Wednesday, 29 October 2014

Numeracy games

So, after raving about Toucan Boxes last time I posted, ours turned up late this month. But as an apology, there was an age-appropriate card game included - Farmyard Trumps.

Being nothing more than unassuming cards in a tidy little tin, this game is brilliant for long journeys, waiting in restaurants, and Christmas stockings. In addition to the suggested game, you can also play snap - amazing for practising quick number recognition - and number flash cards (if you're so inclined - I never actually figured out how to use flash cards though so someone else might have to field that one...)

We played the game as described on the box, but it became clear after a few turns that though Daughter can count really well, and recognise what the various digits mean, she has little concept of which number is larger than the other. And that's where that old box of marbles finally comes into its own. Of course, if your family doesn't have a giant tin of marbles, anything you can use as counters will do - buttons, shells, pebbles, coins... anything you can get your mits on. 

Because marbles are tricky blighters, we used the tin from the game to count ours into, but obviously you won't need these if you're using coins or buttons or things which won't roll. 

Having a visual reference really helped Daughter to understand the concept of less/more and she picked up the whole thing very quickly. Before we counted the marbles into their tins, I got her to guess which would have more in and after a short while, she was guessing correctly every time. I then went on to try and explain that a number made of two digits would always be more than a number made of one digit. That also really helped her to get a good grasp of things quickly.

It struck me though, as we were playing, that she was a little unsure of the numbers above 10. A quick recap of her number books showed that very few went as far as the teens, which struck me as slightly odd. Numbers from 20+ follow a really easy pattern, but prior to that, there's little about their linguistic names to help with reading. Eleven and twelve are especially odd, whilst the rest are pronounced from right to left - six-teen, not ten-six as with every other number in English. Why not just teach them all in with the first ten - linguistically odd - numbers?

I have to admit, without books as a starting point I was massively slightly out of my comfort zone. But that old classroom favourite came to the rescue - Bingo!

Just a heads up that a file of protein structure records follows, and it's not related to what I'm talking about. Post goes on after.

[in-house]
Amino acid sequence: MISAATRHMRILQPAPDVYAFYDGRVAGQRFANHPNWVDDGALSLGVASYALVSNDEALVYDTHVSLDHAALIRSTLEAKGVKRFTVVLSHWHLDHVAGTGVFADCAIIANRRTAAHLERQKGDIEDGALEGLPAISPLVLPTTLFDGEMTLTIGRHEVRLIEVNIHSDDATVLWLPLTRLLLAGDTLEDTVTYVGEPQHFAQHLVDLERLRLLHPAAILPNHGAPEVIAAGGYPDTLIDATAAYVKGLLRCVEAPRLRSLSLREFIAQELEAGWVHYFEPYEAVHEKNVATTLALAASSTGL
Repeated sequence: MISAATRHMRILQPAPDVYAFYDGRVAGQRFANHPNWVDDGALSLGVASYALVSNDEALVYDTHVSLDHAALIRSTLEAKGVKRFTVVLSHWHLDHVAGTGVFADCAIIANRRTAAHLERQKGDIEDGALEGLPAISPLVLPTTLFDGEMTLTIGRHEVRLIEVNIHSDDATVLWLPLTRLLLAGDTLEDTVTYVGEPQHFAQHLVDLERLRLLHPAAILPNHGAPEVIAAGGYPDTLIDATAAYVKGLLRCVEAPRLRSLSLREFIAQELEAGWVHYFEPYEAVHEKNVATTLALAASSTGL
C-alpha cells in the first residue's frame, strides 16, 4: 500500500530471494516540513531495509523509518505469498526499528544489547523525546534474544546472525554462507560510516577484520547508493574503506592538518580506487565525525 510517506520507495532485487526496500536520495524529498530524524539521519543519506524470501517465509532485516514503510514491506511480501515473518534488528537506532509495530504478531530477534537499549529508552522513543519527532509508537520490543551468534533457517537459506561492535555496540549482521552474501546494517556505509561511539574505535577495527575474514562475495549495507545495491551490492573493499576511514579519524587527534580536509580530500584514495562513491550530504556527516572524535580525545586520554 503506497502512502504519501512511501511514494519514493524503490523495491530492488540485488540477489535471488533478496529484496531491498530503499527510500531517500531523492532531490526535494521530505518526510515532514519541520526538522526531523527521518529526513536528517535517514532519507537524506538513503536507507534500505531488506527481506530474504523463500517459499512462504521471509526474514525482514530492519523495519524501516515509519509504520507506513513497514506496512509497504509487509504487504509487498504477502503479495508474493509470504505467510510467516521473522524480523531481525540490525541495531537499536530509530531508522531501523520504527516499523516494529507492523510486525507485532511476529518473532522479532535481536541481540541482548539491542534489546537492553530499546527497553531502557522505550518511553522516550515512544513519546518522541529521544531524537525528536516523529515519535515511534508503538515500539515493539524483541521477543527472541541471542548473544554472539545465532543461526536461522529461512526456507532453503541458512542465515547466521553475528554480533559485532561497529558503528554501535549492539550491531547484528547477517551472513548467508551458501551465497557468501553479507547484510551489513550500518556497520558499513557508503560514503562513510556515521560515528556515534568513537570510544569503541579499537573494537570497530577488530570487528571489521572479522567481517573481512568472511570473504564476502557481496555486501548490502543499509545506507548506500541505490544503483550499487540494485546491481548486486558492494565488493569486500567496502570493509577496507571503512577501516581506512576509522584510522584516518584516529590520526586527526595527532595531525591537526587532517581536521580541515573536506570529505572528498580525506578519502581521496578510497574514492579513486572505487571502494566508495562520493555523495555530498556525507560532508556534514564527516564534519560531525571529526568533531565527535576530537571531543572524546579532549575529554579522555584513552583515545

A quick googling pointed me to  (which is totally worth checking out if you have a printer and a bored toddler!) and these blank Bingo sheets. A quick decapitation of Christmas gift tags made some super shiny bingo markers and I dug out my trusty D20 from many moons ago (I was a level 17 elf, I'll have you know). 

This is fairly self explanatory - fill out the bingo sheet (you could make these with letters if you wanted to work on literacy, and have your child pull fridge-magnets out of a bag... actually, you might be seeing that one next week...), roll the D20, get the child to read the number aloud and then have them match it on the bingo card. 

Daughter took to it really well, and especially liked rolling the funny shaped dice down a kitchen roll tube (long story). The shiny paper also appealed to her magpie instincts, and she had no issues matching up what she saw on the D20 to the writing on the sheet. It didn't take long at all for her to begin recognising the teen numbers and during the second play through, I was able to leave her to it for five minutes while I went to make a cuppa.

If you're a sticker person, and don't mind printing multiple sheets (we don't have a printer so I have to bum papers like this off Mum, hence the reusable aspect of our game) then you could get 1-20 stickers and add in a third 'matching' element. Or give stickers as prizes for lines of bingo.

We'll see how we do after a few more days with 1-20 and then start seeing if we can work in the abacus which has been sat upstairs looking pretty for a long, long time.

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